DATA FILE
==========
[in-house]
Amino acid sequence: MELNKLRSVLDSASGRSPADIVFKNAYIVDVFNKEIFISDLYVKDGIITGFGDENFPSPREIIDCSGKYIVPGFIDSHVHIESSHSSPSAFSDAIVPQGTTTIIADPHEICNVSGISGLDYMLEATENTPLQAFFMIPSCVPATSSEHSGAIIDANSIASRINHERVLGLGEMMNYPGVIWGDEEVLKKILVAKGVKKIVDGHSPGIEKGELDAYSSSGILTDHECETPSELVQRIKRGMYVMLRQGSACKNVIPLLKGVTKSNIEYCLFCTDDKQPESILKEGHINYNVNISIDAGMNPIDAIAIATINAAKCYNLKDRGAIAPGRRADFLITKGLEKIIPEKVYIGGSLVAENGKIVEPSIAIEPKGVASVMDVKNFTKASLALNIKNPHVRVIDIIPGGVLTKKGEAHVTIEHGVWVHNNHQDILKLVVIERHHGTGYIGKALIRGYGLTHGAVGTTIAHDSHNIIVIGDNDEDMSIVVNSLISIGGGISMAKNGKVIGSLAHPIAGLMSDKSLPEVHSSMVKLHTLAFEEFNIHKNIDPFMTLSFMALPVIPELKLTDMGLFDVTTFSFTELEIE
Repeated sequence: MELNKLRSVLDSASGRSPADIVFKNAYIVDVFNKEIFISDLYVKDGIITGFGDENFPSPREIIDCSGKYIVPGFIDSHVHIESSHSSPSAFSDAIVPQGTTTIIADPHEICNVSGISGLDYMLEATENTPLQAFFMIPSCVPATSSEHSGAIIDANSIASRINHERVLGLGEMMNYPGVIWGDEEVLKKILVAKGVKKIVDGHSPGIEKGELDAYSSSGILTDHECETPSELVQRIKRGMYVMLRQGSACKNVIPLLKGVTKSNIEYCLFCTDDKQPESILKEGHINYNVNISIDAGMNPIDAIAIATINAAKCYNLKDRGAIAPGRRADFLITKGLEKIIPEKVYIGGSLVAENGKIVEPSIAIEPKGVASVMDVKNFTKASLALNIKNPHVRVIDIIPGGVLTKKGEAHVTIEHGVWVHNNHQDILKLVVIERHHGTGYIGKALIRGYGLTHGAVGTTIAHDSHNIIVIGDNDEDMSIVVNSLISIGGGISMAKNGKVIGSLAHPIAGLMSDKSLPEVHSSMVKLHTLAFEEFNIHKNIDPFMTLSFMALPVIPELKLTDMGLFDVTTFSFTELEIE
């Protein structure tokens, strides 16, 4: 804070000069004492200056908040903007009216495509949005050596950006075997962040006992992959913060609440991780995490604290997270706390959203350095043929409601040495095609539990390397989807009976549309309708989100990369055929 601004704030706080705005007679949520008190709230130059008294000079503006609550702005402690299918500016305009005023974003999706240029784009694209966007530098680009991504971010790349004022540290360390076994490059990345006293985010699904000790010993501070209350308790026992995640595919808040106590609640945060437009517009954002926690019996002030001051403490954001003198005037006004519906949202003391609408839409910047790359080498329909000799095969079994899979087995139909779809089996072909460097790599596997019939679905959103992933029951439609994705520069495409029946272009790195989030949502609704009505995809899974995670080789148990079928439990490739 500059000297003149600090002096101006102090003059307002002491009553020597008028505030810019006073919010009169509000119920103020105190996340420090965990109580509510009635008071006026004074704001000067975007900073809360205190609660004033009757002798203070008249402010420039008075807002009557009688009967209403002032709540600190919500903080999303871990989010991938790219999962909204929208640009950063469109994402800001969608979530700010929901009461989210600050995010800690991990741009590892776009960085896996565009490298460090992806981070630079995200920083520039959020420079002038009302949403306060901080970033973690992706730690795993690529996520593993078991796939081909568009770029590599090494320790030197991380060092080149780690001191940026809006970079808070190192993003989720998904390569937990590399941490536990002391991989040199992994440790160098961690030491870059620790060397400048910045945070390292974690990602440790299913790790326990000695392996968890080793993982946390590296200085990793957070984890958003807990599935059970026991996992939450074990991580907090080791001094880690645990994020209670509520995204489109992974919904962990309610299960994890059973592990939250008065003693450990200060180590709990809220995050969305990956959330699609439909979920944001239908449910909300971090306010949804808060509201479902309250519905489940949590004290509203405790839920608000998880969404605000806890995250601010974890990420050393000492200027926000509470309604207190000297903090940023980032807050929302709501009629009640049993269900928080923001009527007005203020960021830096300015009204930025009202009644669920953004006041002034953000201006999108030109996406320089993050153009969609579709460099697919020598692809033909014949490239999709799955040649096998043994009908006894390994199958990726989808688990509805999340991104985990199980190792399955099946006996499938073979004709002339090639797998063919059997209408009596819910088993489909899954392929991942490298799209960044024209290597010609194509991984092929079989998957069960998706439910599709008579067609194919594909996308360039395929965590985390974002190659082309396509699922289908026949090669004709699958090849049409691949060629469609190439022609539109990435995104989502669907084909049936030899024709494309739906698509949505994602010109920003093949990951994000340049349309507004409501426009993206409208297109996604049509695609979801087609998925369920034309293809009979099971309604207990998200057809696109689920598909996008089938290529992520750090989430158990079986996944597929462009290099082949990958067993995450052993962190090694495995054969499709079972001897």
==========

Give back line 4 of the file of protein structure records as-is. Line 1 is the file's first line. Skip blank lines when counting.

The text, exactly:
């Protein structure tokens, strides 16, 4: 804070000069004492200056908040903007009216495509949005050596950006075997962040006992992959913060609440991780995490604290997270706390959203350095043929409601040495095609539990390397989807009976549309309708989100990369055929 601004704030706080705005007679949520008190709230130059008294000079503006609550702005402690299918500016305009005023974003999706240029784009694209966007530098680009991504971010790349004022540290360390076994490059990345006293985010699904000790010993501070209350308790026992995640595919808040106590609640945060437009517009954002926690019996002030001051403490954001003198005037006004519906949202003391609408839409910047790359080498329909000799095969079994899979087995139909779809089996072909460097790599596997019939679905959103992933029951439609994705520069495409029946272009790195989030949502609704009505995809899974995670080789148990079928439990490739 500059000297003149600090002096101006102090003059307002002491009553020597008028505030810019006073919010009169509000119920103020105190996340420090965990109580509510009635008071006026004074704001000067975007900073809360205190609660004033009757002798203070008249402010420039008075807002009557009688009967209403002032709540600190919500903080999303871990989010991938790219999962909204929208640009950063469109994402800001969608979530700010929901009461989210600050995010800690991990741009590892776009960085896996565009490298460090992806981070630079995200920083520039959020420079002038009302949403306060901080970033973690992706730690795993690529996520593993078991796939081909568009770029590599090494320790030197991380060092080149780690001191940026809006970079808070190192993003989720998904390569937990590399941490536990002391991989040199992994440790160098961690030491870059620790060397400048910045945070390292974690990602440790299913790790326990000695392996968890080793993982946390590296200085990793957070984890958003807990599935059970026991996992939450074990991580907090080791001094880690645990994020209670509520995204489109992974919904962990309610299960994890059973592990939250008065003693450990200060180590709990809220995050969305990956959330699609439909979920944001239908449910909300971090306010949804808060509201479902309250519905489940949590004290509203405790839920608000998880969404605000806890995250601010974890990420050393000492200027926000509470309604207190000297903090940023980032807050929302709501009629009640049993269900928080923001009527007005203020960021830096300015009204930025009202009644669920953004006041002034953000201006999108030109996406320089993050153009969609579709460099697919020598692809033909014949490239999709799955040649096998043994009908006894390994199958990726989808688990509805999340991104985990199980190792399955099946006996499938073979004709002339090639797998063919059997209408009596819910088993489909899954392929991942490298799209960044024209290597010609194509991984092929079989998957069960998706439910599709008579067609194919594909996308360039395929965590985390974002190659082309396509699922289908026949090669004709699958090849049409691949060629469609190439022609539109990435995104989502669907084909049936030899024709494309739906698509949505994602010109920003093949990951994000340049349309507004409501426009993206409208297109996604049509695609979801087609998925369920034309293809009979099971309604207990998200057809696109689920598909996008089938290529992520750090989430158990079986996944597929462009290099082949990958067993995450052993962190090694495995054969499709079972001897």